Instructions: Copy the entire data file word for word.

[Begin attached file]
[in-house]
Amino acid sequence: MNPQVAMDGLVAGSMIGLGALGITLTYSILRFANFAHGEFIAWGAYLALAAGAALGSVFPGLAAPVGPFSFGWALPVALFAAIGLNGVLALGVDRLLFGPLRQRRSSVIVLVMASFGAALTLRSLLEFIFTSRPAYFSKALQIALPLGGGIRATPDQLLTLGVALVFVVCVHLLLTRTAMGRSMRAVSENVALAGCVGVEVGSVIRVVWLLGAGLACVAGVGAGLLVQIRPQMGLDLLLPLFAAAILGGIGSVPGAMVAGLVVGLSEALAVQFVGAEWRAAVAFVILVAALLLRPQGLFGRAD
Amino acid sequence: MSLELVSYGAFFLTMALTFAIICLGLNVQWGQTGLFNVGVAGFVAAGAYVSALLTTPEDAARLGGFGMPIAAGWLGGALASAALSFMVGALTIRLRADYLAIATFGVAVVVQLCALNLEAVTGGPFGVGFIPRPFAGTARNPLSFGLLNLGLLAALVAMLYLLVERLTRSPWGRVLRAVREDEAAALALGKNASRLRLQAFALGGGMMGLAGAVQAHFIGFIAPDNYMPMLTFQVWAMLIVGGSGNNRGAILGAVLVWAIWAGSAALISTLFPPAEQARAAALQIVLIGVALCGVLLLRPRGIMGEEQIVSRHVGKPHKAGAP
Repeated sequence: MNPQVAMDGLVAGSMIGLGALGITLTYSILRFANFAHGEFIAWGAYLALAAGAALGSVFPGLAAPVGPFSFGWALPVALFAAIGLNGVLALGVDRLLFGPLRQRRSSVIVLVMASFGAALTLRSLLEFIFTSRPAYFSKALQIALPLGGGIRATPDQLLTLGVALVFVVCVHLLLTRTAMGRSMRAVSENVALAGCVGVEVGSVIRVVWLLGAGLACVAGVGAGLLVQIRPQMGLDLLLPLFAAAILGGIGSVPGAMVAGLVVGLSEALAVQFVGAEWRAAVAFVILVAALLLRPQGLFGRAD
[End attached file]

[in-house]
Amino acid sequence: MNPQVAMDGLVAGSMIGLGALGITLTYSILRFANFAHGEFIAWGAYLALAAGAALGSVFPGLAAPVGPFSFGWALPVALFAAIGLNGVLALGVDRLLFGPLRQRRSSVIVLVMASFGAALTLRSLLEFIFTSRPAYFSKALQIALPLGGGIRATPDQLLTLGVALVFVVCVHLLLTRTAMGRSMRAVSENVALAGCVGVEVGSVIRVVWLLGAGLACVAGVGAGLLVQIRPQMGLDLLLPLFAAAILGGIGSVPGAMVAGLVVGLSEALAVQFVGAEWRAAVAFVILVAALLLRPQGLFGRAD
Amino acid sequence: MSLELVSYGAFFLTMALTFAIICLGLNVQWGQTGLFNVGVAGFVAAGAYVSALLTTPEDAARLGGFGMPIAAGWLGGALASAALSFMVGALTIRLRADYLAIATFGVAVVVQLCALNLEAVTGGPFGVGFIPRPFAGTARNPLSFGLLNLGLLAALVAMLYLLVERLTRSPWGRVLRAVREDEAAALALGKNASRLRLQAFALGGGMMGLAGAVQAHFIGFIAPDNYMPMLTFQVWAMLIVGGSGNNRGAILGAVLVWAIWAGSAALISTLFPPAEQARAAALQIVLIGVALCGVLLLRPRGIMGEEQIVSRHVGKPHKAGAP
Repeated sequence: MNPQVAMDGLVAGSMIGLGALGITLTYSILRFANFAHGEFIAWGAYLALAAGAALGSVFPGLAAPVGPFSFGWALPVALFAAIGLNGVLALGVDRLLFGPLRQRRSSVIVLVMASFGAALTLRSLLEFIFTSRPAYFSKALQIALPLGGGIRATPDQLLTLGVALVFVVCVHLLLTRTAMGRSMRAVSENVALAGCVGVEVGSVIRVVWLLGAGLACVAGVGAGLLVQIRPQMGLDLLLPLFAAAILGGIGSVPGAMVAGLVVGLSEALAVQFVGAEWRAAVAFVILVAALLLRPQGLFGRAD